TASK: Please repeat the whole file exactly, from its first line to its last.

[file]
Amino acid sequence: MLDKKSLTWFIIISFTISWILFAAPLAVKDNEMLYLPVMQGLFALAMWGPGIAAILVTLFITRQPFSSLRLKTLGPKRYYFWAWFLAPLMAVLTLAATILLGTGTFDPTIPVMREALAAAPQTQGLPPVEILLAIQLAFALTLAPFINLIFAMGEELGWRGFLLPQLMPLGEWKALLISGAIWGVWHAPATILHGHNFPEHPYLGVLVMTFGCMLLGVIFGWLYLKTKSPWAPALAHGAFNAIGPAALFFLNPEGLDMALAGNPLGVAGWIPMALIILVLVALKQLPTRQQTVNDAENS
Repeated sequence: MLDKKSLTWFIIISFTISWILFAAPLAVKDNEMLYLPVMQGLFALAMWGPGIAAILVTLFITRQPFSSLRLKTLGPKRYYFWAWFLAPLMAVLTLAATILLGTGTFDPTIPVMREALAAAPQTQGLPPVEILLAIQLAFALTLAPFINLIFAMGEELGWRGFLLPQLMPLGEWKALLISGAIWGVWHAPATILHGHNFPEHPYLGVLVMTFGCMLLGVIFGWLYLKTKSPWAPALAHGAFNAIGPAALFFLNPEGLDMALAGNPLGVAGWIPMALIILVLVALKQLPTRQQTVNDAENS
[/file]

Amino acid sequence: MLDKKSLTWFIIISFTISWILFAAPLAVKDNEMLYLPVMQGLFALAMWGPGIAAILVTLFITRQPFSSLRLKTLGPKRYYFWAWFLAPLMAVLTLAATILLGTGTFDPTIPVMREALAAAPQTQGLPPVEILLAIQLAFALTLAPFINLIFAMGEELGWRGFLLPQLMPLGEWKALLISGAIWGVWHAPATILHGHNFPEHPYLGVLVMTFGCMLLGVIFGWLYLKTKSPWAPALAHGAFNAIGPAALFFLNPEGLDMALAGNPLGVAGWIPMALIILVLVALKQLPTRQQTVNDAENS
Repeated sequence: MLDKKSLTWFIIISFTISWILFAAPLAVKDNEMLYLPVMQGLFALAMWGPGIAAILVTLFITRQPFSSLRLKTLGPKRYYFWAWFLAPLMAVLTLAATILLGTGTFDPTIPVMREALAAAPQTQGLPPVEILLAIQLAFALTLAPFINLIFAMGEELGWRGFLLPQLMPLGEWKALLISGAIWGVWHAPATILHGHNFPEHPYLGVLVMTFGCMLLGVIFGWLYLKTKSPWAPALAHGAFNAIGPAALFFLNPEGLDMALAGNPLGVAGWIPMALIILVLVALKQLPTRQQTVNDAENS